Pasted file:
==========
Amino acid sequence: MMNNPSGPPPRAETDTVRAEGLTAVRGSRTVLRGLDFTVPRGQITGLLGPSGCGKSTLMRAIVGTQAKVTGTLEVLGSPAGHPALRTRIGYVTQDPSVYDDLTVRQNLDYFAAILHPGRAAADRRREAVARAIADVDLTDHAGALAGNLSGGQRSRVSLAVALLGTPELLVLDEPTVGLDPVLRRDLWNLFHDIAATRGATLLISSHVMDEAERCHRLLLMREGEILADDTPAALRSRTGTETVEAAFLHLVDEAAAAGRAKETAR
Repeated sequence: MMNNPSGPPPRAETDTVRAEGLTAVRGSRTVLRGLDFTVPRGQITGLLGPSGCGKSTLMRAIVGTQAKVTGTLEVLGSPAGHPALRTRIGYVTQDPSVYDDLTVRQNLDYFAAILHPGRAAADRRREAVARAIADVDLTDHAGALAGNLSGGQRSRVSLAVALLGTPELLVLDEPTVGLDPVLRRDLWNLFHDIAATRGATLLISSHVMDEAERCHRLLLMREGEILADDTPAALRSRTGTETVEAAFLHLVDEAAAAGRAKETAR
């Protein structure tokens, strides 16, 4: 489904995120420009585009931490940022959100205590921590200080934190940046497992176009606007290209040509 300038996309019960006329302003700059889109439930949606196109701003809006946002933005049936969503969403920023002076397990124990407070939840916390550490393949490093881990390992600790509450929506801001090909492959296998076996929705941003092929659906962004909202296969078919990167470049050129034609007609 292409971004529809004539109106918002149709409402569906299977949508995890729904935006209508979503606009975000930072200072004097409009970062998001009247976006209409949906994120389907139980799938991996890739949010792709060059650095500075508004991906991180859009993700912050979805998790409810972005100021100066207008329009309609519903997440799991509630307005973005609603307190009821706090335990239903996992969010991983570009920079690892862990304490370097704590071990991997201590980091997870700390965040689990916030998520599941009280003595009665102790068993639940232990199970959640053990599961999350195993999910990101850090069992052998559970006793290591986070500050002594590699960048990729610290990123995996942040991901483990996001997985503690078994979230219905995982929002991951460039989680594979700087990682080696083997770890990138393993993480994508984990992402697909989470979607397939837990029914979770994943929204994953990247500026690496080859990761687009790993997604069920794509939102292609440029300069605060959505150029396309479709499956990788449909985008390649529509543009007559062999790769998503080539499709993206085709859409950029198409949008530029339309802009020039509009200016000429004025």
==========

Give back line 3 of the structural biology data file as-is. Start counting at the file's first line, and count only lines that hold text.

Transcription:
């Protein structure tokens, strides 16, 4: 489904995120420009585009931490940022959100205590921590200080934190940046497992176009606007290209040509 300038996309019960006329302003700059889109439930949606196109701003809006946002933005049936969503969403920023002076397990124990407070939840916390550490393949490093881990390992600790509450929506801001090909492959296998076996929705941003092929659906962004909202296969078919990167470049050129034609007609 292409971004529809004539109106918002149709409402569906299977949508995890729904935006209508979503606009975000930072200072004097409009970062998001009247976006209409949906994120389907139980799938991996890739949010792709060059650095500075508004991906991180859009993700912050979805998790409810972005100021100066207008329009309609519903997440799991509630307005973005609603307190009821706090335990239903996992969010991983570009920079690892862990304490370097704590071990991997201590980091997870700390965040689990916030998520599941009280003595009665102790068993639940232990199970959640053990599961999350195993999910990101850090069992052998559970006793290591986070500050002594590699960048990729610290990123995996942040991901483990996001997985503690078994979230219905995982929002991951460039989680594979700087990682080696083997770890990138393993993480994508984990992402697909989470979607397939837990029914979770994943929204994953990247500026690496080859990761687009790993997604069920794509939102292609440029300069605060959505150029396309479709499956990788449909985008390649529509543009007559062999790769998503080539499709993206085709859409950029198409949008530029339309802009020039509009200016000429004025």